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Due process: if it’s not written, it didn’t happen

By Steve M. Cohen  bio

Imagine an employee who is consistently late to work. The excuses abound—car trouble, overslept, lost track of time answering email, planned on staying later—you’ve probably heard them all.

The manager warns the employee and for a week it improves. The next week, however, the employee is slipping again and is warned yet again. This game continues and the behavior is having a negative effect on the organization. Termination is being considered. Most managers know this, but often stumble on some details. For example, even if there are witnesses everything must be documented.

The documentation must be done very carefully. It starts with a written documentation of the oral warning. It is necessary under the law to draft this document ex post facto, after-the-fact. The manager has two documents to draft. One is the written documentation of a written warning (written in present tense), and the next is the ex post facto written documentation.

The written documentation of the oral warning is in past tense and documents the counseling session that occurred in the previous weeks or months when the matter was first addressed. The written documentation of the written warning is in present tense documenting what the manager is doing presently in an attempt to correct the matter.

The format for the documentation is always the same. The first paragraph is a succinct description of “what went wrong.” This is usually a three or four sentence overview. No treatise on the background or context of the situation is required.

The second paragraph is an explanation of what the policy is, or what the company’s expectations are, relative to the situation. This is three or four sentences and may include the actual restatement of the related policy. Sometimes, I like to include a statement of the company’s values in this paragraph. This portion could even be written specifying that it is not a part of the company’s values for any employee to exhibit these behaviors.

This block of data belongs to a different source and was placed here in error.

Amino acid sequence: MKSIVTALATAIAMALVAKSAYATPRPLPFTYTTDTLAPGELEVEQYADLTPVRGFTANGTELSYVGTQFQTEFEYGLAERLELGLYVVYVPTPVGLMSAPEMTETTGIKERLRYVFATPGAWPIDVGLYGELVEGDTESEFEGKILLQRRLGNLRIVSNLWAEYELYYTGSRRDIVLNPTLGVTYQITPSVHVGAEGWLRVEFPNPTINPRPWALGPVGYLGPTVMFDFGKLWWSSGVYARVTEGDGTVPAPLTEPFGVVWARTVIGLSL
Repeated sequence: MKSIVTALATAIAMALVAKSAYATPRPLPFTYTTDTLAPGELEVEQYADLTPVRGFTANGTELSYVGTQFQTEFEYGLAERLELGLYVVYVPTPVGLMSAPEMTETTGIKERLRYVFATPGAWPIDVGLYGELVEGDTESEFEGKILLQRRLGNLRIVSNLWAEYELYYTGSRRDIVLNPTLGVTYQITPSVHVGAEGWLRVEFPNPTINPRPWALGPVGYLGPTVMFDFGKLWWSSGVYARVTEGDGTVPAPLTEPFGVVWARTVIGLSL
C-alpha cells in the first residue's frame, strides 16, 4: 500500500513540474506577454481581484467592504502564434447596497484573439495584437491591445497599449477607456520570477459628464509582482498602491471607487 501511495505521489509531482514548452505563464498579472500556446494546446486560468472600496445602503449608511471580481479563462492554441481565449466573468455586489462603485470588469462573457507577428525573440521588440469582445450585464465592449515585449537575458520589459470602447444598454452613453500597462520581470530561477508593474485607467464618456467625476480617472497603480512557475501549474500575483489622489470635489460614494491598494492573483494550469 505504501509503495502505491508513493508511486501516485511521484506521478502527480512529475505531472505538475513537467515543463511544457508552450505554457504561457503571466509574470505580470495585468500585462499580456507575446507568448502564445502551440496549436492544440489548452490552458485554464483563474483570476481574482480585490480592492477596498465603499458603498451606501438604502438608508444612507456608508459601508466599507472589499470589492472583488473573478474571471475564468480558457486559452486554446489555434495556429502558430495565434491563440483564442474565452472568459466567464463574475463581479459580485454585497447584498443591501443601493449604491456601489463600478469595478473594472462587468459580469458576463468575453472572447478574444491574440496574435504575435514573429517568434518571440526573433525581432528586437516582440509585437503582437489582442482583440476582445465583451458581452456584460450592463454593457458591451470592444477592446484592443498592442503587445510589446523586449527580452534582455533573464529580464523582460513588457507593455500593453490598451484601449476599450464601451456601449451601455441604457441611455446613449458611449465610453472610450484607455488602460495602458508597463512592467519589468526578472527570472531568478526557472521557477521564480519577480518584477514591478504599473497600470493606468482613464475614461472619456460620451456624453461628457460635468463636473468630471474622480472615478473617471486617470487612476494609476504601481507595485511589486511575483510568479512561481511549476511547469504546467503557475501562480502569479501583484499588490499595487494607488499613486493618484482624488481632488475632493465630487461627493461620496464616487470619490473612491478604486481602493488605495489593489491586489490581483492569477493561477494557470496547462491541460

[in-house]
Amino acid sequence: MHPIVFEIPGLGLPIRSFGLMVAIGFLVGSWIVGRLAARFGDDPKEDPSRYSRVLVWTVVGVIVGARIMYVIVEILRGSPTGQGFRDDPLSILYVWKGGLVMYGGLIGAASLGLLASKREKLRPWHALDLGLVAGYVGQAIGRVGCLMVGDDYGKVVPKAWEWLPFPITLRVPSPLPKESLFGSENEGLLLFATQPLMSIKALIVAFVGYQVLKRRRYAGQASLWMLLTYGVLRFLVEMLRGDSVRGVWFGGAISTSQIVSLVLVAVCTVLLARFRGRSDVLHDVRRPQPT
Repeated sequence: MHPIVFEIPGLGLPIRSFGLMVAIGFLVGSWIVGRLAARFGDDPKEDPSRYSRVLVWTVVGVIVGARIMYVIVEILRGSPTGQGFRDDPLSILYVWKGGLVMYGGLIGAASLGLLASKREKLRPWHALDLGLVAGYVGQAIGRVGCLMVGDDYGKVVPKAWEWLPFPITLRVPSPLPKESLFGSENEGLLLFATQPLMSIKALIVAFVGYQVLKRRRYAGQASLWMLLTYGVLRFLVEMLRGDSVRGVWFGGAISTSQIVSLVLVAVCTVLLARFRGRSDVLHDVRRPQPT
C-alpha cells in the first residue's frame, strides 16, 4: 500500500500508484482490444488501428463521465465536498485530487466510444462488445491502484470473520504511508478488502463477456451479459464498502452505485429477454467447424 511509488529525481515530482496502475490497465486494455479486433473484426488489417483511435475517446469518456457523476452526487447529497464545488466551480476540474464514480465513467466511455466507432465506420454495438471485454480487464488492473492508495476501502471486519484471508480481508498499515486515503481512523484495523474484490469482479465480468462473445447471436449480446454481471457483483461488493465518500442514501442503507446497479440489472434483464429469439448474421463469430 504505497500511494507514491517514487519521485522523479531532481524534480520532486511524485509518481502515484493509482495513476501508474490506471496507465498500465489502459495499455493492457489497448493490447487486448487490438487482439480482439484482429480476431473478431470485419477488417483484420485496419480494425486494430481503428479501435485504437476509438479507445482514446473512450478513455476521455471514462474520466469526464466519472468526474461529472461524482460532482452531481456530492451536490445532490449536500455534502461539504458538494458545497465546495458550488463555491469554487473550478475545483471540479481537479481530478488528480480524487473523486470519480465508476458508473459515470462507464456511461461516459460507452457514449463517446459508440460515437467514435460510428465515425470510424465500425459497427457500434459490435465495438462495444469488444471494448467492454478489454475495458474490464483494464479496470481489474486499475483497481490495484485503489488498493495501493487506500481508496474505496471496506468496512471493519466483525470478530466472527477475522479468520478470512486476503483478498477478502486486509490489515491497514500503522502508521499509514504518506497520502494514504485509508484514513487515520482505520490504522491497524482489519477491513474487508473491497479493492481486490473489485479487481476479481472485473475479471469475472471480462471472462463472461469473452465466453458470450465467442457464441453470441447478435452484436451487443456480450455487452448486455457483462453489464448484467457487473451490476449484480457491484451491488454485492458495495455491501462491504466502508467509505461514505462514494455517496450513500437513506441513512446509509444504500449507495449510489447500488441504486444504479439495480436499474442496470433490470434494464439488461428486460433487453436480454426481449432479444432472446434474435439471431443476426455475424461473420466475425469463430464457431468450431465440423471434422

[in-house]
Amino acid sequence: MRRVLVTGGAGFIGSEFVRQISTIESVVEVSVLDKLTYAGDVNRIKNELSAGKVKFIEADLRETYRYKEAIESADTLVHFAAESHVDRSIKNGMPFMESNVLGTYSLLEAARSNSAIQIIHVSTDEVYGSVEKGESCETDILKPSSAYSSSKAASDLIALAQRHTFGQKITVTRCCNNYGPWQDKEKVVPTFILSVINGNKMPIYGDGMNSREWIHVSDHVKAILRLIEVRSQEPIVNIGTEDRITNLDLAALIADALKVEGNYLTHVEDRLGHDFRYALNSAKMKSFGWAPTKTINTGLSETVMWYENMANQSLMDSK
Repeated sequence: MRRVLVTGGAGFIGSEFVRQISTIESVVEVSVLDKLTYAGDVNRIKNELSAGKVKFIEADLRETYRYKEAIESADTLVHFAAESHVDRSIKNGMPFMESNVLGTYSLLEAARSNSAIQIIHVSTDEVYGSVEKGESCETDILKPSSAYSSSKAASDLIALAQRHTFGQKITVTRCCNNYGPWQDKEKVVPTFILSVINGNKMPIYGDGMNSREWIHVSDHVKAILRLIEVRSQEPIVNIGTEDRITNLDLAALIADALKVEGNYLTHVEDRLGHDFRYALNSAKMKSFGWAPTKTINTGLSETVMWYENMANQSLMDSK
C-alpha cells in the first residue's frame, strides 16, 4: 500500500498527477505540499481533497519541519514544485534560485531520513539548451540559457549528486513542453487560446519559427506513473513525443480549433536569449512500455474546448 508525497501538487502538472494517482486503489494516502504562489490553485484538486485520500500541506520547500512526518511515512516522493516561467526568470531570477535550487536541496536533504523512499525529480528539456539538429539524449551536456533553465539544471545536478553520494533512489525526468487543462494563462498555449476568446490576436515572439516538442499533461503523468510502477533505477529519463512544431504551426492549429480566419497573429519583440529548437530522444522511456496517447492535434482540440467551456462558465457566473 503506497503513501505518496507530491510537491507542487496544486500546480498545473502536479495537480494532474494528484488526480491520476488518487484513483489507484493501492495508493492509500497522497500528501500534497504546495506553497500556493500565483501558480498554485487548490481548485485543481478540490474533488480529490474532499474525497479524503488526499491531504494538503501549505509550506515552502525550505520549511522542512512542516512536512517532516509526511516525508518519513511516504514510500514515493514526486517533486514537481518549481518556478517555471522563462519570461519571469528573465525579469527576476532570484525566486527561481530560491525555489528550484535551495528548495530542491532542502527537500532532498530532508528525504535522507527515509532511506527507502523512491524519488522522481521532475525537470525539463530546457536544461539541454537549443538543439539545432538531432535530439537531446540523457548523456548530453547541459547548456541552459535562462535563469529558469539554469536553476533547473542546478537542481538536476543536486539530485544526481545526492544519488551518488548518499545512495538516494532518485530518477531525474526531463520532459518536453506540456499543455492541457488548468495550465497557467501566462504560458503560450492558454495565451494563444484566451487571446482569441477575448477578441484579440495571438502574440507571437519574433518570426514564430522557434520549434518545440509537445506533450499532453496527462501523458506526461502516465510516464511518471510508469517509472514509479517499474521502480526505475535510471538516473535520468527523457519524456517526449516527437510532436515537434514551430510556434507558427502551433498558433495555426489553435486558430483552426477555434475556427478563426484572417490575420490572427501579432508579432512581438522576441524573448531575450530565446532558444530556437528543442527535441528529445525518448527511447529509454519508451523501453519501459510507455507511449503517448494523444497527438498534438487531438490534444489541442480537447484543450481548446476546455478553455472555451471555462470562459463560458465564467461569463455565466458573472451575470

The next paragraph is a description of the plan of corrective action. This must include a timetable for the corrective action to become obvious, as well as a statement of the consequences that will follow if the plan of action is not implemented.

It is important to state that “further disciplinary action up to and including termination” could result if the situation or problem is not fixed. The write-up must include the word “termination” so it is crystal clear that this action could result. I have been in front of administrative hearing officers or the judge in a civil case, where the terminated employee has said, “I knew I was in trouble, but I didn’t realize that I could lose my job over this. After all, I only stole from them…or I only threatened to slug my boss. Does that seem like a termination offense?”

The bottom line is, if an employee could be terminated if a situation continues, then the write-up must specify that termination could result.

The documentation also needs to be directed to the personnel file, not to the individual. In addition, the document needs to be addressed not to the individual, but to the individual’s personnel file.

It can’t be stressed enough that there needs to be a written record of a written warning. When the manager enters this stage, there is a need to go back and document the oral warning as well. Remember, if the situation is fixed, there is no need to document it, but if it’s not fixed over time, recurring “bad” or incorrect behavior needs to be readdressed by the manager.

Steve M. Cohen, Ed.D., CMC is President/Partner of Labor Management Advisory Group, Inc. and HR Solutions: On-Call, both based in Kansas City, MO. For more information, visit or call (913) 927-0229.

The above information is shared by a guest contributor and does not necessarily reflect the views of Medical Office Manager.









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